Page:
The Association of Developmental Disabilities Providers (ADDP) has a history spanning 35 years and has gone through many transformations that are marked by significant accomplishments. ADDP represents one-hundred and thirty private providers of services and supports to people with developmental disabilities and brain injuries in Massachusetts. Our members provide a wide array of high quality, cost effective residential and community based services with intellectual and developmental disabilities, and brain injuries as well as to their parents and loved ones.
In 1980, a small group of human service providers came together to act specifically on behalf of serving individuals with intellectual and developmental disabilities (who at the time were referred to as having ‘mental retardation’) by providing residential services and called themselves the 'Mental Retardation Providers Council' (MRPC). The Massachusetts Association of Rehabilitation Facilities, Inc. (MARF) were formed in 1979 and were incorporated in 1984. In 1997, MARF changed their name to the Massachusetts Association of Community Rehabilitation Organization (MACRO) and focused only on Day Services for individuals with intellectual and developmental disabilities, whereas the MRPC focused only on Residential Services for individuals with intellectual and developmental disabilities. In 1996, the MRPC changed its name to the Association of Developmental Disabilities Providers, Inc. (ADDP), and on January 1, 2001, MACRO merged with ADDP which united the associations' efforts to focus on both Residential and Day Services for individuals with intellectual and developmental disabilities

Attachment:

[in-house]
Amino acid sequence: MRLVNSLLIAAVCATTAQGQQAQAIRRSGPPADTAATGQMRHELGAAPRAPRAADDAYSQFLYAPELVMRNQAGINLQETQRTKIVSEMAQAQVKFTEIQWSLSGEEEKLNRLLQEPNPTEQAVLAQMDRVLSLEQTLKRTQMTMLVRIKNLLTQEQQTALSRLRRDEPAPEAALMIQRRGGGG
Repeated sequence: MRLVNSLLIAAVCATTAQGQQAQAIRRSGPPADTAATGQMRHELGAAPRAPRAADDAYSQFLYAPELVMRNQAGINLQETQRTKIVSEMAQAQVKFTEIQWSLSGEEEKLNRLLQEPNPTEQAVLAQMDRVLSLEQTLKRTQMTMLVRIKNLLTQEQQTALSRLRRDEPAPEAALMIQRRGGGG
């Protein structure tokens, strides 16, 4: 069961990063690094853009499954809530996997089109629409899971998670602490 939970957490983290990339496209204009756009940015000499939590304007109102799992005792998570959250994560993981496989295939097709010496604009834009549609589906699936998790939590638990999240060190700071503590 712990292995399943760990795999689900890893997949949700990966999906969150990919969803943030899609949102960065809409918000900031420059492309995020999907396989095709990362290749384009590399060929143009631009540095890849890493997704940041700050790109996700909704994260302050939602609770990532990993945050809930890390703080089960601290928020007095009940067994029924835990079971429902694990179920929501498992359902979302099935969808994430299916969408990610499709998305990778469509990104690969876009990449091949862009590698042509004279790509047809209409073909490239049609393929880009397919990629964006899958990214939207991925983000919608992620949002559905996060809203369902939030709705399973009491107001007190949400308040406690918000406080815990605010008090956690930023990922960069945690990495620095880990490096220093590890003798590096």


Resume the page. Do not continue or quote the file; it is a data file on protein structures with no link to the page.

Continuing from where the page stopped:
Growing with the times
Over the last 35 years, ADDP has grown and adapted to the changes that people with disabilities face across their life span. Through the decades, ADDP has advocated for the passage of state and federal budgets, legislation, regulations and policies that ensure providers can operate using best practices in the most efficient way possible while serving individuals with intellectual and developmental disabilities and have also added brain injury services to their list of priorities.